The table shows the Mean, Standard Deviation or ‘SD’ and each variables correlation with Facebook use. For Narcissism the data shows a positive correlation between levels of narcissism. For self-esteem there was a negative correlation. For the specific statistics see Table one. Correlational analysis was used to examine relationships between each variable and Facebook use. A significant positive correlation emerged between levels of narcissism and Facebook use, such that greater levels of narcissism was associated with more time spent on Facebook (r = .24, p = .05). A highly significant correlation was found between self-esteem and Facebook use, such as low levels of self-esteem was associated with high levels of Facebook use (r= -.22, p = .001). The objective of this report is to explore the effect of elevated use of Facebook regularly in a narcissistic and self-esteem-related manner. As the above results show both hypothesises were supported in these findings. The first hypothesis was that the more narcissistic a person was the more time they would spend on Facebook. Which the resulted showed rang true. The second hypothesis was that the lower a person self-esteem is the more time they would spend of Facebook which the results agreed with.
These findings mirror previous research that was discussed in the introduction that formed these hypothesises in the first place. The aforementioned research set out to show that Facebook use has a significant impact on a person in a plethora of different ways. Here we took a small part of their research and looked to expand, or possibly contrast their findings. What was found was in perfect agreement with their research.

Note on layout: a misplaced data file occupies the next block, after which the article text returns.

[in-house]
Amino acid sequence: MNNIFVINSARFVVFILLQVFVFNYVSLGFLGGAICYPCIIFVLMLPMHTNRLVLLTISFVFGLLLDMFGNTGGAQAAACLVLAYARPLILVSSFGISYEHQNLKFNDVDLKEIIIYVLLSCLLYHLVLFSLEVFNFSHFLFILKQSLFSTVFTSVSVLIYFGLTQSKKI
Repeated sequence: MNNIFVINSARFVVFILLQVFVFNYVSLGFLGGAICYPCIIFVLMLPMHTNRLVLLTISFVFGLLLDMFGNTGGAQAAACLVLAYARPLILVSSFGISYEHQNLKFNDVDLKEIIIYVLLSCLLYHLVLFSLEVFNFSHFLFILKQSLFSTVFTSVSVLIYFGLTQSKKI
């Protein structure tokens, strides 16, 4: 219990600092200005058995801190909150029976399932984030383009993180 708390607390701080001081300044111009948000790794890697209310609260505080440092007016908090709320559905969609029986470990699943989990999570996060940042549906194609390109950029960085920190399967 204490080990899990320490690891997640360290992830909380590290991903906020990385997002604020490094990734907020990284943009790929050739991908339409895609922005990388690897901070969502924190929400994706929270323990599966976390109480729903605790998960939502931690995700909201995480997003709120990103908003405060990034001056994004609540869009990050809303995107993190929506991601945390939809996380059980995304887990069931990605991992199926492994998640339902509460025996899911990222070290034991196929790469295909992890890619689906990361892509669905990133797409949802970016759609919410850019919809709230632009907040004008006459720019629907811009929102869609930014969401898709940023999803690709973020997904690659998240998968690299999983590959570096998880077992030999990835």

These results paint Facebook in a negative light as the findings show Facebook as a booster of negative behaviour that validates bad habits. Almost showing those who use it as either self-obsessed or incredibly insecure. As a counterpoint, this is all in excessive use in a toxic way. It’s not a commentary piece on the people who use Facebook but a report on the detrimental and incessant ways the application can be used. Overall Facebook is an addictive platform that can encourage negative habits and patterns of thought if not limited.
Discussing limitations of this study, there are a few. Firstly, there is the sample group. The people involved in this study were a very specific group. Psychology students and those related. Second, the age group was quite young which isn’t accurate to the reality of Facebook users. Lastly the number of females in the study is over double the number of males, which again does not accurately replicate the Facebook userbase. To overcome this, the questionnaire could be given out on Facebook itself to more accurately obtain the age of users, the sample size could be increased and have a cap for the genders to increase the chances for a more even gender distribution. Future research could investigate the variable order. What is meant by that is, for example, does high levels of narcissism increase Facebook use or does more time on Facebook increase levels of narcissism? This report found a correlation between the two variables but to definitely determine cause and affect isn’t something that can be validated in this report but certainly an opportunity for future study. To conclude excessive Facebook use has a clear negative affect on the human brain but that’s not to say it’s all bad. It was the start of a new age in communication and human connection that we as a race have never seen. But since we’ve never seen anything like this in human history it’s hard to say how deeply it can affect us. Thus, why research is so crucial as we walk forward into a future beyond our wildest dreams.